People, Place and Time. Seminar in Kilcronaghan Centre – 12 March 2016
In March the Federation’s How To Seminar was held in the Kilcronaghan Centre in Tobermore. The Seminar aimed to provide societies with information and guidance on the resources and methodologies available in pursuing local studies, with societies sharing their experiences and knowledge.
James Armour, Chairman of the new Maghera Historical Society, provided a detailed account of setting up and developing a new society. Launched less than two years before, the Society has amassed an impressive array of accomplishments in a very short time, and for those thinking of setting up a new Society, his exposition was a master class in all the issues that will need to be addressed. This short report can’t do it justice. It covered the initial stages; getting a group together, preparing a Constitution, registration as a charity, acquisition, repair and fitting out of a Visitors’ Centre; designing corporate colours and a logo; acquisition of funds from a wide variety of sources, publishing of a journal and other publicity material, Facebook pages (one closed, one open), involvement of the local community in a variety of activities including a time capsule, a parade of Clydesdale horses and historic farm machinery; providing a space for local artists, authors and poets that was not available before; undertaking an Oral History Project – and much more. The Society, and James, is to be congratulated on a truly massive and impressive achievement and the Federation wishes them well for the future. It is a shining example of what can be achieved by drive and focused leadership.
Pat Devlin, Federation Chairman, outlined the history and present stage of the Hidden Gems and Forgotten People project administered jointly with the Federation of Local History Societies. In October 2015 President Michael D. Higgins had opened the well-attended HG&FP Exhibition. He had endorsed the project and wished it well. Some aspects of the project, including the geographical spread of the articles (only two of the 32 Counties were unrepresented) were discussed, including the stories of some of the characters listed from all parts of the island. The Federation was about to discuss with Libraries NI a programme to hold Exhibitions in local Libraries over the following year, the first of which would be in Belfast Central Library in September. The rolling programme would involve local societies in helping to plan, publicise, launch and run the Exhibitions, which would run for three weeks at each location. There would be similar Exhibitions in Counties Donegal, Cavan and Monaghan.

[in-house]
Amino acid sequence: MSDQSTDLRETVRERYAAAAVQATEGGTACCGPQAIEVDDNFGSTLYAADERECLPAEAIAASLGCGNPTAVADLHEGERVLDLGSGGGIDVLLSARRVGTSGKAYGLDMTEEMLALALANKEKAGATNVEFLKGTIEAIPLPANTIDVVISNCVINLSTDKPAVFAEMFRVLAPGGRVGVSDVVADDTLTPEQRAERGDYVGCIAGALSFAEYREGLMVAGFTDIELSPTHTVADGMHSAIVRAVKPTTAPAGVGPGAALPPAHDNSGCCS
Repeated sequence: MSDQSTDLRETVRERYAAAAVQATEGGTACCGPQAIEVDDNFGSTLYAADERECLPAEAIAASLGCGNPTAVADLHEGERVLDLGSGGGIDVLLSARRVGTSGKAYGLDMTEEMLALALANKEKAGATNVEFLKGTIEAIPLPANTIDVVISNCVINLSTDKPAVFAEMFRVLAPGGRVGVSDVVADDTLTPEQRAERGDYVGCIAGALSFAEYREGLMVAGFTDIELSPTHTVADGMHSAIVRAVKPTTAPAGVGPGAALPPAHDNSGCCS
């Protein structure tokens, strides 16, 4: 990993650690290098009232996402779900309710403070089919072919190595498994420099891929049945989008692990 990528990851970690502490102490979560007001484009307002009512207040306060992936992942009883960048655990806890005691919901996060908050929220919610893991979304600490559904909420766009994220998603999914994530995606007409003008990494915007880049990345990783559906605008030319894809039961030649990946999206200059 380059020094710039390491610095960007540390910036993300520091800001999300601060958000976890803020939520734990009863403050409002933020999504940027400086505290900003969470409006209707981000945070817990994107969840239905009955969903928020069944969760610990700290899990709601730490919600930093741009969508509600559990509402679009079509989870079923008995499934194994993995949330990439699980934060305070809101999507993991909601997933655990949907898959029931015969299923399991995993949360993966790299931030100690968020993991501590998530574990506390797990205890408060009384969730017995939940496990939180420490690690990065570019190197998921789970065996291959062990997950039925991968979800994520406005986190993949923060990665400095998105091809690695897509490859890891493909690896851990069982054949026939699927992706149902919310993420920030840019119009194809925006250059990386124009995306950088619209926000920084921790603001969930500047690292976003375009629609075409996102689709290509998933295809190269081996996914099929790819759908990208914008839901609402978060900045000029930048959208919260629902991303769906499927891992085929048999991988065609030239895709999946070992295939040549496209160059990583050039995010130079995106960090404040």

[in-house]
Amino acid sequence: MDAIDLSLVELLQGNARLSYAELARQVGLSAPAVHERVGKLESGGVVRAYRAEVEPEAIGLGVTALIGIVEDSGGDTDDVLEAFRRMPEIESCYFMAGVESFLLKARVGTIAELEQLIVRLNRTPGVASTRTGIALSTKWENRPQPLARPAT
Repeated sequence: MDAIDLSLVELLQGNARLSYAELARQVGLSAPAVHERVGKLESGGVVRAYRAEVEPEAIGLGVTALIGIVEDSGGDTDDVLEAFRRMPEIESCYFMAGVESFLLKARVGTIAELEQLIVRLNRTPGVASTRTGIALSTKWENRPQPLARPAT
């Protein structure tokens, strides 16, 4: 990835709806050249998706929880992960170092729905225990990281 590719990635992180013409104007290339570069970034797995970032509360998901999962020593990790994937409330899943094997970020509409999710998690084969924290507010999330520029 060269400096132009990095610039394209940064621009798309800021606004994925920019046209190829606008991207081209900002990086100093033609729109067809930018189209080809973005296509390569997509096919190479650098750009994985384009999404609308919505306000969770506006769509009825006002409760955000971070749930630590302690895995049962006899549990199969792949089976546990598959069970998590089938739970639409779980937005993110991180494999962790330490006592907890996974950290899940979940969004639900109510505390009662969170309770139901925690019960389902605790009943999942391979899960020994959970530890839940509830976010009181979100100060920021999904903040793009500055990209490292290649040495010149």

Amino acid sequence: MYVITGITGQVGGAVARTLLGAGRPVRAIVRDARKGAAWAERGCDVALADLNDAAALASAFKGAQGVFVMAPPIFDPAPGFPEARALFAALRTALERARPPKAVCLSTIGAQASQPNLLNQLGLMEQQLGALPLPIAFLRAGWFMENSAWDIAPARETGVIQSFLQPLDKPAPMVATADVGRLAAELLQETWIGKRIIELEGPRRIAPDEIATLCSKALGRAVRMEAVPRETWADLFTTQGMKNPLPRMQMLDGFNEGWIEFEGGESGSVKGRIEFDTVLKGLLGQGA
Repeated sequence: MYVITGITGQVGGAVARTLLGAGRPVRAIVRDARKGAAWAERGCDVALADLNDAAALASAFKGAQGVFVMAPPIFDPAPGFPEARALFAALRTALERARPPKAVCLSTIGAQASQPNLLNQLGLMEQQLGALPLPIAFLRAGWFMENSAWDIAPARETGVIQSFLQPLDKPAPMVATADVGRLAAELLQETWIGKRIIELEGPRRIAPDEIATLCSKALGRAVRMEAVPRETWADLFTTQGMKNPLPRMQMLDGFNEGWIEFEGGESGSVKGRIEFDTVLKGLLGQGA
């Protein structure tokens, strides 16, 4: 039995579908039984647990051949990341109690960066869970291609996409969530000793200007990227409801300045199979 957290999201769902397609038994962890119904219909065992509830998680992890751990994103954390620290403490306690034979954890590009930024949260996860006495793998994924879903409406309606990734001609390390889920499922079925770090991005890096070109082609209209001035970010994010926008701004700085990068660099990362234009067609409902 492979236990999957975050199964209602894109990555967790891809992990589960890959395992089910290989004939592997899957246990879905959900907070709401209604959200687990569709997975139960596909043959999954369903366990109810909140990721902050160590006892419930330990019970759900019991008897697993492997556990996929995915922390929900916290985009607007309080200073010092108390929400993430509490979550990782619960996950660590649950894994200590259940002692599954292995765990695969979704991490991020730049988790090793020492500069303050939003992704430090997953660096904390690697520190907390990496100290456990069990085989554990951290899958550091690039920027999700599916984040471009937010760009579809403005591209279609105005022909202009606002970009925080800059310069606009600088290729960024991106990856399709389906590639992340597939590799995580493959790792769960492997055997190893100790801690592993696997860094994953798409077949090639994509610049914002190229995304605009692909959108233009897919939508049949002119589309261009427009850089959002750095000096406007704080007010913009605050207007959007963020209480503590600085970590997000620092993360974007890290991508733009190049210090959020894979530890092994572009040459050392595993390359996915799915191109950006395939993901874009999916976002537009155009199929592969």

Roddy Hegarty, Cardinal O’Fiaich Library, spoke about the challenges facing local historical societies in the Decade of Centenaries. Acknowledging that commemoration events were potentially divisive, he nevertheless encouraged local societies to review the potential of their local areas. Commemoration marks out the special from the ordinary, retains memory of people and events, can encourage social interaction and present a challenge. He discussed the difficulties of objectivity and the need to revisit, revise and rewrite the received version of past events, now that new and additional historical resources were becoming available. He used the history of the Famine to illustrate the ways in which new sources of information can provide new insights not available or easy to access in the past. An enormous and growing range and volume of historical information was now available on-line. He pointed up the danger of viewing the past through the medium of the present, or through interest groups who often used research to reinforce the perceived version of events rather than by reviewing the evidence for alternative interpretations. He asked the question of whether neutrality and objectivity were the same thing – is history neutral, can we have value-free history? Commemorative work has benefits; it can be enjoyable, it promotes knowledge, provides different perspectives of events, facts, people, opinions, can help to develop relationships between opposing groups, and provide a forum to discuss and resolve issues. However, it can also be painful and potentially divisive. For societies setting out on a commemoration project he suggested a framework which included agreement on what was to be achieved, how it would contribute to the society work. Will it showcase the society? Is it achievable in terms of the people, resources and knowledge available? It should celebrate in context, it should contribute something new, engage with others e.g. local schools and community groups. It should be published widely, through e.g. social media and leave something for the future e.g. a publication.